April 9 DePauw Mendenhall Lecture to examine ‘Heart and Soul of Democracy’
William J. Barber II -- described by Cornel West as “the closest person we have to Martin Luther King Jr. in our midst” -- will be joined by his co-author (of “The Third Reconstruction: How a Moral Movement Is Overcoming the Politics of Fear and Division”), Jonathan Wilson-Hartgrove, at DePauw University on Tuesday, April 9.
The two will discuss “The Heart and Soul of Democracy” in a Mendenhall Lecture beginning at 7:30 p.m. in Gobin Memorial United Methodist Church. It is free and open to all.
Rev. Barber led rallies across North Carolina six summers ago to protest voter suppression and a reorganization of state government in a campaign that came to be known as “Moral Mondays.” In his book co-authored with Wilson-Hartgrove, Barber examines how allies as diverse as progressive Christians, union members and immigration-rights activists came together to build a coalition and offers a hopeful message for a nation grappling with persistent racial and economic injustice.
According to Barber and Wilson-Hartgrove, America is facing a moral crisis, but it is not a new phenomenon. The divisions which have been exposed by culture wars and political battles over healthcare and immigration are deeply rooted. Their examination of the long history of moral resistance and Reconstruction in America suggests that a way forward has already been laid out: Moral fusion organizing for a Third Reconstruction.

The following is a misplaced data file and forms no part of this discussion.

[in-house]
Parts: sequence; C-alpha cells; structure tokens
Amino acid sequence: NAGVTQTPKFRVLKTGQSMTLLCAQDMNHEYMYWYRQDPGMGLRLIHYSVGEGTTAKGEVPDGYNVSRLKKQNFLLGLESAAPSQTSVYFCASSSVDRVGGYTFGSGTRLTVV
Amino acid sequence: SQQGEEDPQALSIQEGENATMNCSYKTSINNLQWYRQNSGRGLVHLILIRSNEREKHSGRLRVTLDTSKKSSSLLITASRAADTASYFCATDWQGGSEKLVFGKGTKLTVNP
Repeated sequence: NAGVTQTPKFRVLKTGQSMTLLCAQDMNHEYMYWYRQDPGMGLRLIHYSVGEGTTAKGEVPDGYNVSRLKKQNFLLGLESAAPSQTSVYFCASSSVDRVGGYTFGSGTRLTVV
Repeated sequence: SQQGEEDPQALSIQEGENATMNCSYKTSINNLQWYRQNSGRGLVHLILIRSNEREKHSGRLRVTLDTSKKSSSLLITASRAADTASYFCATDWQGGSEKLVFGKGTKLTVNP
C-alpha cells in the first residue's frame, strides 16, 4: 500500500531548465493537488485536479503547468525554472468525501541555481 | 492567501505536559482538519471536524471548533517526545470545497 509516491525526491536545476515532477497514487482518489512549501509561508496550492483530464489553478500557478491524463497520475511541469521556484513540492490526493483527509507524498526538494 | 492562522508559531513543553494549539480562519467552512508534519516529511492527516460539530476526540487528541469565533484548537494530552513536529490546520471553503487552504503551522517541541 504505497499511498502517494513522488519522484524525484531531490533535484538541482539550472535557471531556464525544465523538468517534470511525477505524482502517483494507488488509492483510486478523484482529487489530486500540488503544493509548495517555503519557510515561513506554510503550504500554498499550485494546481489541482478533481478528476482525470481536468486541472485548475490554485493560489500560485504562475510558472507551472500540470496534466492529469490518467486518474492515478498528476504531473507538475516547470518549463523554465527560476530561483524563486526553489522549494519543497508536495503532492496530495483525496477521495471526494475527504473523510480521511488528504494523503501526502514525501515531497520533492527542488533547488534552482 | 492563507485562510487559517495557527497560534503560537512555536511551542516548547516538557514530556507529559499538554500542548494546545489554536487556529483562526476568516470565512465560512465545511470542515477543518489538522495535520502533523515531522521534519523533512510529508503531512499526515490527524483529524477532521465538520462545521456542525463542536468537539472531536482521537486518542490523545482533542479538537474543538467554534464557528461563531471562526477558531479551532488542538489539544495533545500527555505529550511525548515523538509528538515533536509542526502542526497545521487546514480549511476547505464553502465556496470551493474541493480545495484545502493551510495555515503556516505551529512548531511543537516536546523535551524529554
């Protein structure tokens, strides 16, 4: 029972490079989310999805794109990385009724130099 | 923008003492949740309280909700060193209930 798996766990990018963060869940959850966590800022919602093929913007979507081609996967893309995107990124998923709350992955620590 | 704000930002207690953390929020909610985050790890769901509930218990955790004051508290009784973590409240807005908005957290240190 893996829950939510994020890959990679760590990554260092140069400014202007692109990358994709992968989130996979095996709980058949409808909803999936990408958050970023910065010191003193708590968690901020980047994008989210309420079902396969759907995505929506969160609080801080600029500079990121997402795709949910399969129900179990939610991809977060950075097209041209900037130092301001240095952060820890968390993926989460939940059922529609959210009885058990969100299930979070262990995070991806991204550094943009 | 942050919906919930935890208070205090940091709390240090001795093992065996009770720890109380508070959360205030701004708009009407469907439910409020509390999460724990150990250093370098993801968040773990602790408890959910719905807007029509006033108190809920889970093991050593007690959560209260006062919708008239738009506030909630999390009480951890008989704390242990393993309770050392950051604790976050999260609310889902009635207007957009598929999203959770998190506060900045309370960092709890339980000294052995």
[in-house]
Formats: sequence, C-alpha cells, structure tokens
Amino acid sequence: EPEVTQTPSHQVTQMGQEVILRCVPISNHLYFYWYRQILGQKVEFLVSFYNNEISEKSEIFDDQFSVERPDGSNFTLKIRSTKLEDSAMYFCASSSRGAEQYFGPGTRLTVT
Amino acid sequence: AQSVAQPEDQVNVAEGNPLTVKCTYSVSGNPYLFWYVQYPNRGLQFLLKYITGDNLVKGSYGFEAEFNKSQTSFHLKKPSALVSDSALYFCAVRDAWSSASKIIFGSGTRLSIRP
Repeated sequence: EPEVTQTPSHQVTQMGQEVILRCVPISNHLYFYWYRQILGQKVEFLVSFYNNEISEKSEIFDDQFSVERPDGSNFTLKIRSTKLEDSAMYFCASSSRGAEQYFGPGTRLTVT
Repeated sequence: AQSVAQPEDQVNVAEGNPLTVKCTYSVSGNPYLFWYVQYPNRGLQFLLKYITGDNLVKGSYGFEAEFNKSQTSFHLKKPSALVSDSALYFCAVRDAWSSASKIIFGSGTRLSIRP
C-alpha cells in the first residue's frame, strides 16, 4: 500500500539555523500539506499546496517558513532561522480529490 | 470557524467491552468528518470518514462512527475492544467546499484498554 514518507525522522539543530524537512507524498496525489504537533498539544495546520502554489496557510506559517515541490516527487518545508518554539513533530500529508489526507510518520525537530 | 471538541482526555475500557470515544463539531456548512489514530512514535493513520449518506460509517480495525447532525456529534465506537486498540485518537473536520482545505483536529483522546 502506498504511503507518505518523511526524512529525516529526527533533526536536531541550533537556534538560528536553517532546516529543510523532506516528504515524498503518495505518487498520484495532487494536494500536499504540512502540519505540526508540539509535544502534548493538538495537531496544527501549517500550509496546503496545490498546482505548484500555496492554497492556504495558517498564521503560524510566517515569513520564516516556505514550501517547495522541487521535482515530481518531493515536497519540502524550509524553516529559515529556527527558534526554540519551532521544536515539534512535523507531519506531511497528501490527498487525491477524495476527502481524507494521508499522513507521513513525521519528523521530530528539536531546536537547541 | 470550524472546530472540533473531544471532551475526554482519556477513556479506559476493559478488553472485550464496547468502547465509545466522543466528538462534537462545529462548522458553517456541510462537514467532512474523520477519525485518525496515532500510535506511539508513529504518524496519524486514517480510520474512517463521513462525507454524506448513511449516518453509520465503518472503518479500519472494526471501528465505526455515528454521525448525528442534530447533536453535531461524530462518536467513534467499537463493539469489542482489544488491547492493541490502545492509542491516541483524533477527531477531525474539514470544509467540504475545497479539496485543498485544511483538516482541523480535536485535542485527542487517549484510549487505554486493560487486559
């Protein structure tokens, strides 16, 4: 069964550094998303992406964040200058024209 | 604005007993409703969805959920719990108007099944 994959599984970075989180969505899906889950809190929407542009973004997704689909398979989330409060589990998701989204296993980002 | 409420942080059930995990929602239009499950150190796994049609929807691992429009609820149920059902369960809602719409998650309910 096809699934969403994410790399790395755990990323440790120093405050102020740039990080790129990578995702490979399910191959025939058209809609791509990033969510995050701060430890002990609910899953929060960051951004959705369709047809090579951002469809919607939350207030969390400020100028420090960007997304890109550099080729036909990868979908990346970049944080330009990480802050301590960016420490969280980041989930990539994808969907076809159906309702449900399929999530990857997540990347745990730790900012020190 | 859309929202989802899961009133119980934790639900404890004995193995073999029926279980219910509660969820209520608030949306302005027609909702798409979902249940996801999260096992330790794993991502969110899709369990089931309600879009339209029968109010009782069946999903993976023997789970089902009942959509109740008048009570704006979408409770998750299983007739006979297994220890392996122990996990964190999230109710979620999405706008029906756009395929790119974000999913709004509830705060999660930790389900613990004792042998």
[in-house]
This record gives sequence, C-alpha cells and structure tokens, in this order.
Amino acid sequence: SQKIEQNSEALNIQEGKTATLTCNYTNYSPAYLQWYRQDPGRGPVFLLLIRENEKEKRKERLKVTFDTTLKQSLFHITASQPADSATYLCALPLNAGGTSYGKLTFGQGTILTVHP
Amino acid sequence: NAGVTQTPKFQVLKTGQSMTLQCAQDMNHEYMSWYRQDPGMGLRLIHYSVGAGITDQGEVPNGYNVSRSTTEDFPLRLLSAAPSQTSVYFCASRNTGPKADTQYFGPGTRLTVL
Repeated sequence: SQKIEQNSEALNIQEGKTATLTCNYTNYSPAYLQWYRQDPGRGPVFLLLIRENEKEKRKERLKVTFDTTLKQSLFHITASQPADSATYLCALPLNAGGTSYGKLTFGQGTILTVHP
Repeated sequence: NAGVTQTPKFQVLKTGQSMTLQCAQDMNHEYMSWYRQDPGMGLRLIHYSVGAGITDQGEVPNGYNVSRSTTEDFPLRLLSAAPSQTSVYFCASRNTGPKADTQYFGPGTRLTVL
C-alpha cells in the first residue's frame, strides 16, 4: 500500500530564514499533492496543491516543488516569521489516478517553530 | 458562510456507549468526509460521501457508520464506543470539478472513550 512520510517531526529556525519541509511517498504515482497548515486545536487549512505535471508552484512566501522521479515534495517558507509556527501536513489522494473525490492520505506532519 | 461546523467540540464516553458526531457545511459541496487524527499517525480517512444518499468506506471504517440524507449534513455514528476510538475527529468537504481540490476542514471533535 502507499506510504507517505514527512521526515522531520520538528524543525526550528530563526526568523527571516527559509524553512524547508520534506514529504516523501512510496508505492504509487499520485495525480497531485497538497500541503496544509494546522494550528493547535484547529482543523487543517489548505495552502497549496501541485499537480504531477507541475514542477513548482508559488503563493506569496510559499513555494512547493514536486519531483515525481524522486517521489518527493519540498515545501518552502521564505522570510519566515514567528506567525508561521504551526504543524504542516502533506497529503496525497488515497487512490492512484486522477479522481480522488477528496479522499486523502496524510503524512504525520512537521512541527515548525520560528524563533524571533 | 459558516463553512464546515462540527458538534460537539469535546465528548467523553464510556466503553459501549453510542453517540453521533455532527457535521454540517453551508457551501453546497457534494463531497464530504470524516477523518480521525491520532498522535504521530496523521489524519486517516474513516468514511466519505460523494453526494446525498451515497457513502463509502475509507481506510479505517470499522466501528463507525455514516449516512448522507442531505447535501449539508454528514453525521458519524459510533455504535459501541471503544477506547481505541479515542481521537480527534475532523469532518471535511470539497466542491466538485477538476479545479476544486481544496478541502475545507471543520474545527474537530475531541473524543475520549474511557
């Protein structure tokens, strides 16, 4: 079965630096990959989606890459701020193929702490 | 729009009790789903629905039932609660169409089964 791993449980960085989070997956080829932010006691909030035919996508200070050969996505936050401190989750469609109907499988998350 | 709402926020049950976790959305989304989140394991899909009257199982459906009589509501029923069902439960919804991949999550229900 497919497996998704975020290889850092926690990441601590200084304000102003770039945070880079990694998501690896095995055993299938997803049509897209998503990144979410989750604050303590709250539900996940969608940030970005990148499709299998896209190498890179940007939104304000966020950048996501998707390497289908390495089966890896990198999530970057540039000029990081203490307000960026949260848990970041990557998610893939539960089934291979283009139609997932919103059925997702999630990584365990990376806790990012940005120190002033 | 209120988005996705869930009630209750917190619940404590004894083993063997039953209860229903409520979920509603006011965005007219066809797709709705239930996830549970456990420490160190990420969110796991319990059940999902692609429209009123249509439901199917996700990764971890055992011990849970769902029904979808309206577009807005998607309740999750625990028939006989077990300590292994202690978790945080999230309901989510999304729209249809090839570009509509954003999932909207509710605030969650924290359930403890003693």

Following the lecture, Barber and Wilson-Hartgrove will be available to sign copies of their books.
Barber, a 2018 MacArthur Fellow, is pastor of Greenleaf Christian Church in Goldsboro, N.C., and served as president of the North Carolina conference of the NAACP (2005–2017), and serves on the NAACP’s national board.
In 2014 he founded Repairers of the Breach, a leadership development organization, to expand and build a national movement rooted in moral analysis, moral articulation, and moral action. In 2017 he and colleagues launched a revival of the 1968 Poor People’s Campaign.
Barber also co-authored “Forward Together: A Moral Message for the Nation” and “Revive Us Again: Vision and Action in Moral Organizing” and has contributed pieces to the New York Times and the Washington Post.
Wilson-Hartgrove is a writer, speaker and moral activist. He and his wife, Leah, founded the Rutba House, a house of hospitality in Durham, N.C., where Jonathan directs the School for Conversion, a nonprofit that works to make surprising friendships possible. He is an associate minister at the St. John’s Missionary Baptist Church and is the author of more than a dozen books, including “Reconstructing the Gospel: Finding Freedom From Slaveholder Religion.”
DePauw’s Mendenhall Lectures, which were inaugurated in 1913, were endowed by Rev. Marmaduke H. Mendenhall. His desire was to enable the university to bring to campus “persons of high and wide repute, of broad and varied scholarship” to address issues related to the academic dialogue concerning Christianity.
Although Mendenhall was a pastor in the North Indiana Annual Conference of what was then called the Methodist Episcopal Church, one of the parents of the United Methodist Church, he explicitly dictated that lectures be selected without regard to denominational divisions. The endowment has allowed DePauw to bring theological and religious scholars of international repute to campus for a century.